We had bought a 12.5kg block from the supplier we use in Northumberland so we cut it into 3 blocks and placed one in each hive, on top of the frames. We wait to see how long it is before the fondant is eaten but we will make our first check in 2 weeks. We are volunteer beekeepers at Bill Quay Community Farm in Gateshead and recently we fed the bees there. One of the hives got through their fondant in under a month. That's an indication of how hungry these insects can be. But if people take away their honey, they have to eat something.

Monday 14 November 2011

Eggceptional welcome home

eggs Nov 11

I was in London all of last week and returned home on Saturday evening. And there, waiting for me, was this sight! Lots of eggs laid by 2 of my chickens. The other 4 are still waiting to start their egg-laying career.

I have given half a dozen to a friend who provides us with game (a fair swap). I will be doing more egg cooking soon - and pickling some as well.

Corned beef and potato pie

corned beef and potato pie Nov 11

When I spent 2 weeks in the summer on a wartime diet, I acquired a bit of a taste for corned beef which has stayed with me. Okay, so eating corned beef doesn't make me self-sufficient, but the potatoes and onions I put into this pie were grown by us. This pie is made using shortcrust pastry. Quantities of potatoes and corned beef will depend on your taste and outlook. As we are trying to be self-sufficient as possible, we took a leaf out of our wartime cookbooks and used more potatoes than corned beef. One medium sized onion, chopped, went into it as well. Took about 20-25 minutes in the oven at 180C.

Thursday 10 November 2011

Nettle and bacon flan

nettle and bacon flan Nov 11

Having picked some nettle leaves recently (the result of our mild autumn making many plants think it is spring) I made this nettle and bacon flan. I used short crust pastry, and into the flan case I put the nettle leaves along with some peas and chopped onions from the allotment and some pieces of bacon. Over them I poured 4 beaten eggs. The recipe is a useful way to use up some of the eggs our hens are now laying.

The flan then went into the oven for 20 minutes. Can be eaten hot or cold.

Wednesday 2 November 2011

Autumn nettle flan making

The mild spell continues into November so we have been making nettle flans using new growth on nettle plants which seem to think it is now spring. The eggs used are from our own chickens.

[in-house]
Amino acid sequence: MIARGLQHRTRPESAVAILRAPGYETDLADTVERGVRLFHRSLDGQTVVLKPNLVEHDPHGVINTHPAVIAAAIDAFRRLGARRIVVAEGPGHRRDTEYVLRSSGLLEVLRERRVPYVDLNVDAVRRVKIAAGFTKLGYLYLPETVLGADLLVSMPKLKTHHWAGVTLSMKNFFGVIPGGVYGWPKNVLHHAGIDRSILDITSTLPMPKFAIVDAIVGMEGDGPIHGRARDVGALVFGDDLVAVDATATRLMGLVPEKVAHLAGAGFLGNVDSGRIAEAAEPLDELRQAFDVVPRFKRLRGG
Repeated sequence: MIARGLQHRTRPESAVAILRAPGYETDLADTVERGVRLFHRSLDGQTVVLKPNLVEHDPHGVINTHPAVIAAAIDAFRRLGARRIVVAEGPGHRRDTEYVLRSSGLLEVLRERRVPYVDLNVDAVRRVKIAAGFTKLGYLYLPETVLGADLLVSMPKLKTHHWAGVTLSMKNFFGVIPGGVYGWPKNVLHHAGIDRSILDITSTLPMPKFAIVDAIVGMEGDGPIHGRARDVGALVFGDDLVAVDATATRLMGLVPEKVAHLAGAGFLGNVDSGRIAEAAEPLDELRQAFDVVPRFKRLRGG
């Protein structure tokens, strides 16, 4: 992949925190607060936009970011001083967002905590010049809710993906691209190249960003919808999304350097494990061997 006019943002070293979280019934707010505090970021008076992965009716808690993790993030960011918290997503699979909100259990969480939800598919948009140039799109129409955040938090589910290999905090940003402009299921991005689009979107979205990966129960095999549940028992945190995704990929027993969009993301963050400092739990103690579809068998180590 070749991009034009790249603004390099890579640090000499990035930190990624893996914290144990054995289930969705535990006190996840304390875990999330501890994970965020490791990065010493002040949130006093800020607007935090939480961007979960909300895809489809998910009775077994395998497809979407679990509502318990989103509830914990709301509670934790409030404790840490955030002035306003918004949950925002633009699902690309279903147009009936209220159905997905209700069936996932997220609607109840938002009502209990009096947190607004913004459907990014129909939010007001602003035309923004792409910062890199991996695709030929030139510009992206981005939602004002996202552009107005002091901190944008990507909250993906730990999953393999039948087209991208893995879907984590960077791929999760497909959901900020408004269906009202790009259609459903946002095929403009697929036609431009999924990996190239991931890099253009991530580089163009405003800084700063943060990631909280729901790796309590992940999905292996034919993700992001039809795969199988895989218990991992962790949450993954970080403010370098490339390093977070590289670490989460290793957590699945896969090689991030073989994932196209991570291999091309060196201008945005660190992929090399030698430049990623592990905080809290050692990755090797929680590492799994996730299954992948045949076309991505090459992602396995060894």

Tuesday 1 November 2011

How to make sloe jelly

Sloes are not just used to make sloe gin. I use them to make a jelly, combining them with some of the apples I picked at the end of the summer. This is a very pleasant, modestly tart jelly but is easy to make.

Sunday 30 October 2011

Onion planting

We have been up to Dad's allotment today in Marley Hill to plant onions, shallots and garlic. We used the area on bed one where the potatoes had been growing which we harvested last month. Dandelions had taken over. They had taken advantage of the recent mild spell to have a spurt of growth. We dug them out and put them in a bag to ship down to our chicken run. Our hens love dandelions.

We planted a variety of onions called Radar. We bought two pounds of sets a couple of weeks ago. One pound were planted today. The other pound of sets will go onto our own allotment - I rotovated the bed this afternoon ready to plant some time this week.

We planted two varieties of garlic: Early Purple Wight and Bella Italiano. The shallots planted were yellow moon.

These are important crops for us. I am expecting them to be the first out of the ground in the late spring next year, at the end of a lean time for us when many of our stocks of foods will have been used up. Whilst there will be a number of wild leaves we can us then, the onions, garlic and shallots will be welcome additions to our diet.

Another 3 hens

We have added to our stock of hens. You may recall that we got three hens in September. Now we have another three. Here they are:

hens Oct 11 6

This is Houdini. She's a Copper Black.

hens Oct 11 5

This is Snow White. She is a Coral Nick. Her crest is a bit more developed so we think she may be closer to starting to lay than the other two who came with her.

hens Oct 11 4

This is Sleepy, a Blue Haze.

At the moment we are still only getting a maximum of two eggs a day. Gingie, our Columbian Black, who we got in September, is still to start laying. We are thinking of waving a roasting tray in her direction in the hope it will encourage her to lay!